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Sponsorship: When Precision Fuels Passion

9 min read.

Jill Downey, Managing Director

by Jill Downey, Managing Director

Core Sponsorship

Some of the industry’s most revered campaigns are, in fact, brilliantly activated sponsorships, be they teams, events, venues or personalities – think P&G’s ‘Thank you, Mom’ for The Olympics or Nike’s ‘Dream Crazy.’ Sponsorship provides a platform for powerful communications when armed with deep human insights. Why? Because sponsorship is rooted in fan passion which, when harnessed with precision, provides magic for brands.

However, playing with passion is akin to playing with fire; you better be careful, and you should have the following insights before you start:

1. A thorough understanding of fan dynamics.
2. A firm grasp of a sponsor’s rights and assets.
3. The knowledge of how and what to measure.

An expert sponsorship team will bring these three elements together in a seamless fashion. But do you always have the right experts in the room?


Sponsorship experts are channel-neutral because genuine fan insights guide their thinking. Sponsorship campaigns rely on authenticity to cut through and be meaningful. Vital to achieving this is the full understanding of the fan perspective (not just the brand’s customer) and the depth of their passion. In many ways, sponsorship resembles advertising with purpose. At its best it means tapping into cultures and subcultures and deciding to stand for something. This requires careful analysis to unearth the right insights.


Sponsorship experts apply the same rigour when assessing a sponsor’s rights and assets. Most sponsors activate a fraction of their rights and do so with little understanding of where the real value is within the rights schedule. Sponsorship experts who can measure this value accurately naturally know how to unlock more value.

At the same time, a fundamental understanding of what a rights holder can deliver, both legally and practically, is often missing from the creative process. Creative ideas must be developed with due diligence given to the rights holder’s position. Harnessing fan insight alongside a thorough understanding of rights enables much more effective briefing and allows agency partners to maximise value through activation.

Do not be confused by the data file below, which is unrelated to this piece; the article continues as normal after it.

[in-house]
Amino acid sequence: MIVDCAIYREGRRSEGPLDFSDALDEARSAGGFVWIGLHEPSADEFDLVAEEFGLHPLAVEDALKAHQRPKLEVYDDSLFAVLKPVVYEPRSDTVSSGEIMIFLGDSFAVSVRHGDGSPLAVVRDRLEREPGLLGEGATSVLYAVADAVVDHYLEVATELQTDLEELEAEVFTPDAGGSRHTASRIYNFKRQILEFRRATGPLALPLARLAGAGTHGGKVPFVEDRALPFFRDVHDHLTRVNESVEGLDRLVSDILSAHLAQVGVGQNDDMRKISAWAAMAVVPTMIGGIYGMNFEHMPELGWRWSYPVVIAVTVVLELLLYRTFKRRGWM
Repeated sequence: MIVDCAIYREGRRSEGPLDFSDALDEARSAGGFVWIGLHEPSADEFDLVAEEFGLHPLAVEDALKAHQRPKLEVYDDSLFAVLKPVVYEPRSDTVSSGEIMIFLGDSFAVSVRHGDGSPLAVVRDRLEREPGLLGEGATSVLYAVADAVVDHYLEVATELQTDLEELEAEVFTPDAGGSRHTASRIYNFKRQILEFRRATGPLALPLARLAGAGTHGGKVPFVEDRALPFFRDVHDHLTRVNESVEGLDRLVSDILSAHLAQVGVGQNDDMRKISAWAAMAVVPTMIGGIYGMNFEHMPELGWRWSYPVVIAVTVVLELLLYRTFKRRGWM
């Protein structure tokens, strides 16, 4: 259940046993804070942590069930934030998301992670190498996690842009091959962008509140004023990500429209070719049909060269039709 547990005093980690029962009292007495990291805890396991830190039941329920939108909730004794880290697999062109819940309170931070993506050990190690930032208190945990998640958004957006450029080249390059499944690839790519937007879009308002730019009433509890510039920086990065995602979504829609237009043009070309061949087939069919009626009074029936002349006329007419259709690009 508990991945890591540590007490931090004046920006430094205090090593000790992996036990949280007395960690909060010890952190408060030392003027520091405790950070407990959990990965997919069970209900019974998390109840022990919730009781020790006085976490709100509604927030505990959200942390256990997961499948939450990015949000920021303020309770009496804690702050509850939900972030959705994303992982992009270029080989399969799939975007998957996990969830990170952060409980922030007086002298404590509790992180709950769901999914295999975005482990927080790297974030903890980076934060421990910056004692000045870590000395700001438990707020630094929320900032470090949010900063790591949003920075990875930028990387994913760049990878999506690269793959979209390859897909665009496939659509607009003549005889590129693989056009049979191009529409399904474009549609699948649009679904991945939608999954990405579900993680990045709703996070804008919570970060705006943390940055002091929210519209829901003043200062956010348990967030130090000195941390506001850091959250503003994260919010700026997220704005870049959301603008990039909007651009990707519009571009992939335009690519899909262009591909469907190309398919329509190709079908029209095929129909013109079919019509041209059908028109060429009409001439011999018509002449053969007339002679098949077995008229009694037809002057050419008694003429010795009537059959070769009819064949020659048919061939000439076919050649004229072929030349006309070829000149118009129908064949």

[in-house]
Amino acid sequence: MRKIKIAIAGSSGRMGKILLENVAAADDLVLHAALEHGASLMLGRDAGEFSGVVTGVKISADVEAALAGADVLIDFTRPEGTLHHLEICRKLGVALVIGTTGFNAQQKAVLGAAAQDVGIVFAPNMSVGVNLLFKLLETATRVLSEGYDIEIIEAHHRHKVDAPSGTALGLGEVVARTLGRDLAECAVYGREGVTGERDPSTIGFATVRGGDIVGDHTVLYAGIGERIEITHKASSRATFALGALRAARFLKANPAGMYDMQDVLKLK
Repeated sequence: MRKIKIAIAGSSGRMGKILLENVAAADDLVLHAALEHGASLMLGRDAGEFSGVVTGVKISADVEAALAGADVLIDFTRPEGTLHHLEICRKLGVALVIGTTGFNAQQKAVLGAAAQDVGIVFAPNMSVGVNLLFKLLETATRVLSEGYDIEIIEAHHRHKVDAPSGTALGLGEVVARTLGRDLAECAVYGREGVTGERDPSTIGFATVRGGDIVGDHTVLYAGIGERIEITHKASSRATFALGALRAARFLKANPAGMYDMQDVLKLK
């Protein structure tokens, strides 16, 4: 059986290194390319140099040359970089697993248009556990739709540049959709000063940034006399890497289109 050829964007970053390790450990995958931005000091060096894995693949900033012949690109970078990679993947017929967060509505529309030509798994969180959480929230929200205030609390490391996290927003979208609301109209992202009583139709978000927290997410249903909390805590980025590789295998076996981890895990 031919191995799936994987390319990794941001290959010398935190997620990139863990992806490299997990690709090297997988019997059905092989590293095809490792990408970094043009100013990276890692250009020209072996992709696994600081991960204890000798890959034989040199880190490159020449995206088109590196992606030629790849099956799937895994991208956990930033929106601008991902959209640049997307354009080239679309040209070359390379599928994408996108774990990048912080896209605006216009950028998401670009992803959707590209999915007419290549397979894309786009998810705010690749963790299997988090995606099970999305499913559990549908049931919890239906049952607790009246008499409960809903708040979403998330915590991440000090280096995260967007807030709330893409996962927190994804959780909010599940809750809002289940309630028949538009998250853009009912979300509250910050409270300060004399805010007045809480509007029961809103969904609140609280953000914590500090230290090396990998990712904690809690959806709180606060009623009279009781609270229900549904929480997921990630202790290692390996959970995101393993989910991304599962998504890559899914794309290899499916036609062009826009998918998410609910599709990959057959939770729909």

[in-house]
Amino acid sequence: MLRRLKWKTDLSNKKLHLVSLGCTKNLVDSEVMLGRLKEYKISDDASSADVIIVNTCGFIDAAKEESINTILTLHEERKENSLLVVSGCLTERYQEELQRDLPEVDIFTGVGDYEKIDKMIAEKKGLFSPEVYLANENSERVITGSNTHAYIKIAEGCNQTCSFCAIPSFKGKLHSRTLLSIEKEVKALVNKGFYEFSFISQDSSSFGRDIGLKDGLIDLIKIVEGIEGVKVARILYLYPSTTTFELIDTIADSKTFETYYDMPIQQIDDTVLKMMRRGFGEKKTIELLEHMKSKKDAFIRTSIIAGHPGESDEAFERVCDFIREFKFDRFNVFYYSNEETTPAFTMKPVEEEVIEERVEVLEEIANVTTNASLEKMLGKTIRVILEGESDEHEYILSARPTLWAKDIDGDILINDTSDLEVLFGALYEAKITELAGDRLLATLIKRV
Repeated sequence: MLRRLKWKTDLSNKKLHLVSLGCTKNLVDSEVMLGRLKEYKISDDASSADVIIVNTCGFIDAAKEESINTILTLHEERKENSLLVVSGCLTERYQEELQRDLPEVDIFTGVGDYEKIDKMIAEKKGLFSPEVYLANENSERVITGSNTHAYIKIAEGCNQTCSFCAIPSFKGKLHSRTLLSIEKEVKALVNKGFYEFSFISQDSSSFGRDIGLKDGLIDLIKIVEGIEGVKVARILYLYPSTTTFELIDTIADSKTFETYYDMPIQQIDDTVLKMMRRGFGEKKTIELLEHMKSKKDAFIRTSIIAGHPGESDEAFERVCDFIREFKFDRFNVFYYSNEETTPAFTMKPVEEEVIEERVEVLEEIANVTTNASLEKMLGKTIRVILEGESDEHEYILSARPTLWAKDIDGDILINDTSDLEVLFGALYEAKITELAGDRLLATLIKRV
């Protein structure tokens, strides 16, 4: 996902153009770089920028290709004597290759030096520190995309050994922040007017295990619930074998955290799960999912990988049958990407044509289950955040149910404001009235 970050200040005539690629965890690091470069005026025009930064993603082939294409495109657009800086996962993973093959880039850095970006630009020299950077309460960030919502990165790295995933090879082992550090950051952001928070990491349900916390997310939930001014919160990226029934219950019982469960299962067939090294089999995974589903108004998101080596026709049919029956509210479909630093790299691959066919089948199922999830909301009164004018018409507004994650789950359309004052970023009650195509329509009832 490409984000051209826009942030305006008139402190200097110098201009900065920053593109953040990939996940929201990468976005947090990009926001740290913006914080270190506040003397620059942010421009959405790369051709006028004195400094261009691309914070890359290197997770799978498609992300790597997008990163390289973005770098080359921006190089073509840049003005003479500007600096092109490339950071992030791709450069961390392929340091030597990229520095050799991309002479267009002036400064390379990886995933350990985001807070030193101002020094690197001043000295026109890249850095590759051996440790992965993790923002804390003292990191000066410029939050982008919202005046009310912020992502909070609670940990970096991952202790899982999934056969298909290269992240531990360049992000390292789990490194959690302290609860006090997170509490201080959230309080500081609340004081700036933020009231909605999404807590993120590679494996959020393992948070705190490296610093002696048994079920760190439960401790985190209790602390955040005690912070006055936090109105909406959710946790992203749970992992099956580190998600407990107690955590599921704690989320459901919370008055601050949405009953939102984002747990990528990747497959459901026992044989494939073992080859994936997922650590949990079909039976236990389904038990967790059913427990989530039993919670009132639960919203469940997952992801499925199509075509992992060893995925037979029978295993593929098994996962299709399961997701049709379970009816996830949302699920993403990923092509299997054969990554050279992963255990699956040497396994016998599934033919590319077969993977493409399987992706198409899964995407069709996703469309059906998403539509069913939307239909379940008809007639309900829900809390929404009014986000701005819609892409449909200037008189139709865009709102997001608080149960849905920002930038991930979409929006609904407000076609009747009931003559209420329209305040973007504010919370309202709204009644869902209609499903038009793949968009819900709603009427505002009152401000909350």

There is a well-worn argument in sponsorship that it is difficult to prove return on investment or isolate its effectiveness. In this market, the conventional wisdom has been to accept far too readily that ROI cannot be proven, and in the process seemingly forsake all good measurement practices. Instead, resources are poured into activation, at which Irish marketers excel. The irony here, of course, is that great activation is fuelled by great measurement.

In many sponsorship contracts the bulk of the tangible value is delivered from brand exposure and this is not difficult to measure. So why don’t brands capture this exposure accurately and account for it in the overall marketing and media plan? For example, if you are concerned about the balance of your brand versus product messaging but you only assess sponsorship spends and not exposure, then you may be over- or under-investing. Understanding the euro value of the exposure is only half the story. You must understand the full extent of your brand’s visibility and that of your competitors. This is the only way to know your true share of voice as seen through the eyes of your customers.